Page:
The U.S. Constitution is remarkable in so many ways. Scholars have studied it for over 200 years and will continue to do so, finding new meanings with each study. While the Founding Fathers provided enough of a foundation to guide the nation in a general direction, they left many of the powers and responsibilities of the Congress and the executive inextricably intermingled. These overlapping areas still confound constitutional and legal scholars.
Even before the drafting of our Constitution was completed, recurring questions on the scope of power of Congress versus the president as chief executive and commander in chief were the basis for seemingly endless debate. Documents in this book indicate that this debate continues with the same emotion and intensity as in those early days of the drafting of our Constitution. My own interest of many years in the Constitution and in the questions underlying this issue became almost overwhelming while I was conducting research for my second book, Congressional Intent, which I coauthored with the late Congressman Thomas Curtis. At that time Congress was concerned about whether the president should seek its approval before sending U.S. armed forces to help Kuwait against a possible attack by Iraq.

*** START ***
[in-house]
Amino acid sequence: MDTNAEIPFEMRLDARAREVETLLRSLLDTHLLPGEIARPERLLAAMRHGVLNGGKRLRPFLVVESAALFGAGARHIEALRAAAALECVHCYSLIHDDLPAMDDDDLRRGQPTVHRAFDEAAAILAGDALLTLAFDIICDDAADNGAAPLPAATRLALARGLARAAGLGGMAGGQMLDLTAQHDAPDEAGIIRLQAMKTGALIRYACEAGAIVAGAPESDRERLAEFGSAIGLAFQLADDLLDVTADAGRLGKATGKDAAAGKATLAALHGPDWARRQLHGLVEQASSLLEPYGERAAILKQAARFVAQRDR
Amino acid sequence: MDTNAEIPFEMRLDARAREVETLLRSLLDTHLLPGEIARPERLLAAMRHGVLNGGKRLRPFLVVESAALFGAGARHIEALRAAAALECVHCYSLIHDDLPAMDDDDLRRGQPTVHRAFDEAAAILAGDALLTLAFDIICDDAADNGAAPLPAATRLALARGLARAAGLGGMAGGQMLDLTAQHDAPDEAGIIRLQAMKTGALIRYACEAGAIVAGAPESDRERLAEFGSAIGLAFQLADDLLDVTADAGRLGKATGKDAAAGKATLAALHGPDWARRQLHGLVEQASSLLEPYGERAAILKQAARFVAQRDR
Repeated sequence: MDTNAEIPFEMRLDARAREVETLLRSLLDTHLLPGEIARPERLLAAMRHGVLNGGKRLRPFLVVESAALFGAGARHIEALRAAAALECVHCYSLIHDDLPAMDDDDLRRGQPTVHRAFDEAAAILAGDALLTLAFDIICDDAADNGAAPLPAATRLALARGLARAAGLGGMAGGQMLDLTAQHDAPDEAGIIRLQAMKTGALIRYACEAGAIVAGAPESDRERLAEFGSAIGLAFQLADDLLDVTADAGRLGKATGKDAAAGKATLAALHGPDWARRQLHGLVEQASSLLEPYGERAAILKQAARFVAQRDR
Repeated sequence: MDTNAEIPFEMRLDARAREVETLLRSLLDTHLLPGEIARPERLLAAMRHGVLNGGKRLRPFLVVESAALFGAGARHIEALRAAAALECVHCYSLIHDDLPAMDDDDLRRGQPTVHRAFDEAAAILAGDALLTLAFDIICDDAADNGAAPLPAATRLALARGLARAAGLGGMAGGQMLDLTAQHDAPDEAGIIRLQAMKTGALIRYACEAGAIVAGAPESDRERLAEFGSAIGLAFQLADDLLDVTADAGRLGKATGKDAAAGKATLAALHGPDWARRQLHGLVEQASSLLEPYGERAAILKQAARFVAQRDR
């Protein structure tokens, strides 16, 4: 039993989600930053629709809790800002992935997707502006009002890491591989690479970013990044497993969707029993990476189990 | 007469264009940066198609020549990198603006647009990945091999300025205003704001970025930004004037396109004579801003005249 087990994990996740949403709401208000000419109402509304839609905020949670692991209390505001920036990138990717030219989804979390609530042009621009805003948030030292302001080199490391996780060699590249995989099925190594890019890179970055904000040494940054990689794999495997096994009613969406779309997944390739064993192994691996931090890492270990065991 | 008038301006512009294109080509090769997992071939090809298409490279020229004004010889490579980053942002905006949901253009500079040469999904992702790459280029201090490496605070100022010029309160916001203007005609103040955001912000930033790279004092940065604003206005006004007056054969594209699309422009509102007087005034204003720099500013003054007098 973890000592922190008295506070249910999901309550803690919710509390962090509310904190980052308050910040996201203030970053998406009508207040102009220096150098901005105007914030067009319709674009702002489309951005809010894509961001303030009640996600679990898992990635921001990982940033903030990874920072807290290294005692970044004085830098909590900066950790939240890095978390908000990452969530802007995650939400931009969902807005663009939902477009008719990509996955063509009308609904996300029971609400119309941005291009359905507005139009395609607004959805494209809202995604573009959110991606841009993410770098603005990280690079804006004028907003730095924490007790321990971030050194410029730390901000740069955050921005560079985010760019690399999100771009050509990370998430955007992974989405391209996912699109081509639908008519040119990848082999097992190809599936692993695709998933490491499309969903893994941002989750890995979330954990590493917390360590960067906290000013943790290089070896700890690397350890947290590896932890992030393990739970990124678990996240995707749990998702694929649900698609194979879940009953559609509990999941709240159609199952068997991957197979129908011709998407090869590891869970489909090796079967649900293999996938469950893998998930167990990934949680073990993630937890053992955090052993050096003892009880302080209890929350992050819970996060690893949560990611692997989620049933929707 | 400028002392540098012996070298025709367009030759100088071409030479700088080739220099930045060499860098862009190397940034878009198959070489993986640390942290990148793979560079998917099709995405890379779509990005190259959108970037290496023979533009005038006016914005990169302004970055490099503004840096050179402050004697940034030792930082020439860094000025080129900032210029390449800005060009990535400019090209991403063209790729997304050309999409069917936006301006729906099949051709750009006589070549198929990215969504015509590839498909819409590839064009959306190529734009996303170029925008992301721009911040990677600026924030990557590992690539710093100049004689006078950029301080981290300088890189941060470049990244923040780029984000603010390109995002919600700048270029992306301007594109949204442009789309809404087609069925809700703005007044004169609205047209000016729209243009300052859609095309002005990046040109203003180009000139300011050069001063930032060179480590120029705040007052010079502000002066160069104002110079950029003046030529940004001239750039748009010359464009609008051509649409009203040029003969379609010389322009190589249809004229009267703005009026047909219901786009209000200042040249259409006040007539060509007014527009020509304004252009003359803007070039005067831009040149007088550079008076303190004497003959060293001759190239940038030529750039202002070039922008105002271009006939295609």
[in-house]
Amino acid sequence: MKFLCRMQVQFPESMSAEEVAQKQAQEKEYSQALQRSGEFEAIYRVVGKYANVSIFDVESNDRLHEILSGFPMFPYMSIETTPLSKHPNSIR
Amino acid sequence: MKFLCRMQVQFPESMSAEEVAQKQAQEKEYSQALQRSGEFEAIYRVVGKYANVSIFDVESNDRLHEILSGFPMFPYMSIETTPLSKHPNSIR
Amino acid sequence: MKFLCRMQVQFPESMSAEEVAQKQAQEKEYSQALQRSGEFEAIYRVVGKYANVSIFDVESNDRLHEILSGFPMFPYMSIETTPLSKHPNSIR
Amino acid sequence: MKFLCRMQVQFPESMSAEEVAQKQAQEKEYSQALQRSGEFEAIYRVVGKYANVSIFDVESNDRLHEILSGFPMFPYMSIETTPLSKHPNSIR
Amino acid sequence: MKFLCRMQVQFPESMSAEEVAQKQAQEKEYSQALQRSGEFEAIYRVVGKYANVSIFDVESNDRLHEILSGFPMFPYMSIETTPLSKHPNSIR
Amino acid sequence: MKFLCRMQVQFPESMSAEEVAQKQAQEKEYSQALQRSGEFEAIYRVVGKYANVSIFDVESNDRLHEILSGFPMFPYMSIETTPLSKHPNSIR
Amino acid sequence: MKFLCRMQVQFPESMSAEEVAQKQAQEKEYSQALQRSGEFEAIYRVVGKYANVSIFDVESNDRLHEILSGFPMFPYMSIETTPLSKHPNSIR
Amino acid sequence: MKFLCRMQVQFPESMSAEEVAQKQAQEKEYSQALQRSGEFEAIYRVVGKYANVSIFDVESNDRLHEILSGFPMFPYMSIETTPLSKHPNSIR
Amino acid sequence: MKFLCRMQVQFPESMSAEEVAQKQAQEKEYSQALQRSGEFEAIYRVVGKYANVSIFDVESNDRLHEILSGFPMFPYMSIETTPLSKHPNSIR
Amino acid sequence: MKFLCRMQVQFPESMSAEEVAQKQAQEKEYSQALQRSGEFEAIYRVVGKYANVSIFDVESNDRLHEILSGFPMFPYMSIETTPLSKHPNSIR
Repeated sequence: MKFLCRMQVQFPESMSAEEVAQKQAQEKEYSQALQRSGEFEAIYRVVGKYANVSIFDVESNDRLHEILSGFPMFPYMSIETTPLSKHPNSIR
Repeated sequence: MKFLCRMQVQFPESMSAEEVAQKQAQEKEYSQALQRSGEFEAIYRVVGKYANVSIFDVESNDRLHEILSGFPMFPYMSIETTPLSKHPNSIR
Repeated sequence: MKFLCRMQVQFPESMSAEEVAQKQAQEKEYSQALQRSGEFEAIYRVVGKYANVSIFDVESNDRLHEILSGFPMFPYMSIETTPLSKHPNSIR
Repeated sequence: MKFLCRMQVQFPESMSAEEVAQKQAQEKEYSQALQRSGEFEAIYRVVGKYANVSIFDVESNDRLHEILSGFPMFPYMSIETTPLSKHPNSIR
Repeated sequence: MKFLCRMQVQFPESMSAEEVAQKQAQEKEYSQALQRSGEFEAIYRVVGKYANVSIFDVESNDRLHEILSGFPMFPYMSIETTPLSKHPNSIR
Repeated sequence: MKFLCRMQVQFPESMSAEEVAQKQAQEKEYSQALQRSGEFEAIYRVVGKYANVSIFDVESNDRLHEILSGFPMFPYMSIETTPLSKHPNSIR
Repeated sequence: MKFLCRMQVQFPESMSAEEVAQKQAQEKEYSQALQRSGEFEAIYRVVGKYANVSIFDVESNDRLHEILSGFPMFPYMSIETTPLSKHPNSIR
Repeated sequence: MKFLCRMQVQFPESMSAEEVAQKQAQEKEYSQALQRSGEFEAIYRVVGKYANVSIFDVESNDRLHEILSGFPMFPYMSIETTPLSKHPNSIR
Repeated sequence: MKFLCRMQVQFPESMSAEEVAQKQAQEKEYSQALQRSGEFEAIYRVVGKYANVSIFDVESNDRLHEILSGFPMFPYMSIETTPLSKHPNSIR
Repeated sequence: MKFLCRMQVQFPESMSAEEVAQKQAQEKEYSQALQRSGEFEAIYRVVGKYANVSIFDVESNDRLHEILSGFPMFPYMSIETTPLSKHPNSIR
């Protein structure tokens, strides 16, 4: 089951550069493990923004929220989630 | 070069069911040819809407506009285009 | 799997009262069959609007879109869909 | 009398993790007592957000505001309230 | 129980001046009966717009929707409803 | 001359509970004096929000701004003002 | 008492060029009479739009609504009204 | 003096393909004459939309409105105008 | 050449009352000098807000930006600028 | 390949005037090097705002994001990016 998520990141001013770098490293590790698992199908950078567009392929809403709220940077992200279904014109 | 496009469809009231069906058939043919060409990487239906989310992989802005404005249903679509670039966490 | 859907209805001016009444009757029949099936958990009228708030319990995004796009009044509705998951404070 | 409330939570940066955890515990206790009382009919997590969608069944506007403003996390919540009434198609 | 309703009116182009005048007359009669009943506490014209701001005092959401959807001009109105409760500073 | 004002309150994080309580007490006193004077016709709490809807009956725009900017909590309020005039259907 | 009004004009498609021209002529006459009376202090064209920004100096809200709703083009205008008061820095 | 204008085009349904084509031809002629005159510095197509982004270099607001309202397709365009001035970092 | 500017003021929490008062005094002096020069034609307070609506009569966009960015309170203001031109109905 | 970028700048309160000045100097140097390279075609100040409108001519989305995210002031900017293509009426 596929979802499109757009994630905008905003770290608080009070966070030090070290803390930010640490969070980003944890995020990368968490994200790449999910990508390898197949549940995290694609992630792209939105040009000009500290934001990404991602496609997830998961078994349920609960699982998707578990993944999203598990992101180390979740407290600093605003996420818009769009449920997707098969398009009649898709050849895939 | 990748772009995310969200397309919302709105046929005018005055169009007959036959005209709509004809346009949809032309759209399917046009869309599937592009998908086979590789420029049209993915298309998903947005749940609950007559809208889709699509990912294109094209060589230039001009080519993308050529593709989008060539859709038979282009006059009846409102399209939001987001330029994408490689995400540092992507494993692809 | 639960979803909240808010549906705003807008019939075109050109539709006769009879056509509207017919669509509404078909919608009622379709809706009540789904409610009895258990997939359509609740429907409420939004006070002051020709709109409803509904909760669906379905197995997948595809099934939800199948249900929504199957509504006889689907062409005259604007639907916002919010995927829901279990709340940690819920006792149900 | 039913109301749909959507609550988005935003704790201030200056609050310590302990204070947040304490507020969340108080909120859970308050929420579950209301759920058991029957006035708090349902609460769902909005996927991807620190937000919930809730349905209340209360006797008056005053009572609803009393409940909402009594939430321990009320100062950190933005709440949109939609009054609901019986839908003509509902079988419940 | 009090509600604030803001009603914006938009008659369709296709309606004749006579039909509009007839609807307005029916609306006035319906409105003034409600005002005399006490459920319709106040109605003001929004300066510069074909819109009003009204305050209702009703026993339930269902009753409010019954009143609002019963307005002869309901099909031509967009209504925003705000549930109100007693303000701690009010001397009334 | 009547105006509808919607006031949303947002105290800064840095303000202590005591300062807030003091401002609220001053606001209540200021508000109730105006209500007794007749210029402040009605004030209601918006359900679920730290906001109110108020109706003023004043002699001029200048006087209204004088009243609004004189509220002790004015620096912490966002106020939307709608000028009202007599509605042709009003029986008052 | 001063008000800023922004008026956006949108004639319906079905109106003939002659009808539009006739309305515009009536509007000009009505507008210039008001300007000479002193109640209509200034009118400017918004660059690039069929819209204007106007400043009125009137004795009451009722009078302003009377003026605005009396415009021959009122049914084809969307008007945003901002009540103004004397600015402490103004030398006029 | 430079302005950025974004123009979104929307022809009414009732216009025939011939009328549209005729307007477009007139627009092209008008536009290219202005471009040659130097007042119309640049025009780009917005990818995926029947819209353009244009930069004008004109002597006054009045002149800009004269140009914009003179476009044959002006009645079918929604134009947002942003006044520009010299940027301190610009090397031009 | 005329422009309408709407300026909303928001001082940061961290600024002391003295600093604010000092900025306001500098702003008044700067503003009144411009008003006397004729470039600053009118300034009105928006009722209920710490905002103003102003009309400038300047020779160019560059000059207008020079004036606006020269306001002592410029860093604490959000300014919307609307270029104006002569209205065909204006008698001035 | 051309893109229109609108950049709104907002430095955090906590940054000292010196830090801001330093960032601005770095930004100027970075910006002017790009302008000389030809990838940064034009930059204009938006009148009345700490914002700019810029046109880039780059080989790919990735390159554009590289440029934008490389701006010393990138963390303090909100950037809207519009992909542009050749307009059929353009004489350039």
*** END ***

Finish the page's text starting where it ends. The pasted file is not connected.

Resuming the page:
For the next few months, almost on a daily basis, members of Congress, the news media, and members of the president's staff and cabinet were embroiled in the issues associated with the powers of the president as commander in chief and whether or not any action taken by the president would be covered by the War Powers Resolution. It was obvious from the discussions in the news media by the "experts" from Congress and from the White House that there were serious disagreements among them regarding